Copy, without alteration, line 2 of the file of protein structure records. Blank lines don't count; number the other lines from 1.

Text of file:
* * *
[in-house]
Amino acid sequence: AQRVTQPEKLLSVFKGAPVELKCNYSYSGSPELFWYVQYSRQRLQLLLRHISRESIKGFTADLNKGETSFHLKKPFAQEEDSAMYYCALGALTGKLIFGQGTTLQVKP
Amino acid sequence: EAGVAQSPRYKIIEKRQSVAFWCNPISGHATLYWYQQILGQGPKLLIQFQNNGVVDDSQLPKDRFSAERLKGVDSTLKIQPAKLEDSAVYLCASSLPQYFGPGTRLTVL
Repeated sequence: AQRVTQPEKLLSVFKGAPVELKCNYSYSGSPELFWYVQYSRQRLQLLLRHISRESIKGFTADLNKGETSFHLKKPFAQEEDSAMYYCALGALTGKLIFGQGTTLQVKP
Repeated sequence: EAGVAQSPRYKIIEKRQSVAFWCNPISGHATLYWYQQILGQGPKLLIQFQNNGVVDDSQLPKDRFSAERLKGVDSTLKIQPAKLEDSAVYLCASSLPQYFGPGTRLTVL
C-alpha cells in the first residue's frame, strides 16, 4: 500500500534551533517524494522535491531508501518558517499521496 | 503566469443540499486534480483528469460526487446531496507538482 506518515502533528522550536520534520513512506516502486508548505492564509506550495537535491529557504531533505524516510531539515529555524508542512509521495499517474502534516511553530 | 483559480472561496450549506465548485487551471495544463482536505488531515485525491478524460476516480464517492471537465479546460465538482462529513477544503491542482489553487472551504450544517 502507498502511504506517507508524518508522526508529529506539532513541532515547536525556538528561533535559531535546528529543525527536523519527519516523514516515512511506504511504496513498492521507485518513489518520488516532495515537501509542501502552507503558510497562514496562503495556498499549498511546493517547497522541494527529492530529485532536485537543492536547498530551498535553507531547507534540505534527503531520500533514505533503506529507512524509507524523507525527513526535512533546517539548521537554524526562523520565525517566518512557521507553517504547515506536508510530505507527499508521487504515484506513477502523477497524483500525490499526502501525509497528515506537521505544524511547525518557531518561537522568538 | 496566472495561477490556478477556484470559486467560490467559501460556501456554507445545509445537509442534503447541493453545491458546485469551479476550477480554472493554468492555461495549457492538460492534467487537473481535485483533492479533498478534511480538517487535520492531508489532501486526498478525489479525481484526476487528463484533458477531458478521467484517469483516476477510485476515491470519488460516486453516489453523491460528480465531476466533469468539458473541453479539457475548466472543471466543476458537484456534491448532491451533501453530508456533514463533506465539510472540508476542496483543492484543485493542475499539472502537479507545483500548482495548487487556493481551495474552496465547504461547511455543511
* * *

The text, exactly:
Amino acid sequence: AQRVTQPEKLLSVFKGAPVELKCNYSYSGSPELFWYVQYSRQRLQLLLRHISRESIKGFTADLNKGETSFHLKKPFAQEEDSAMYYCALGALTGKLIFGQGTTLQVKP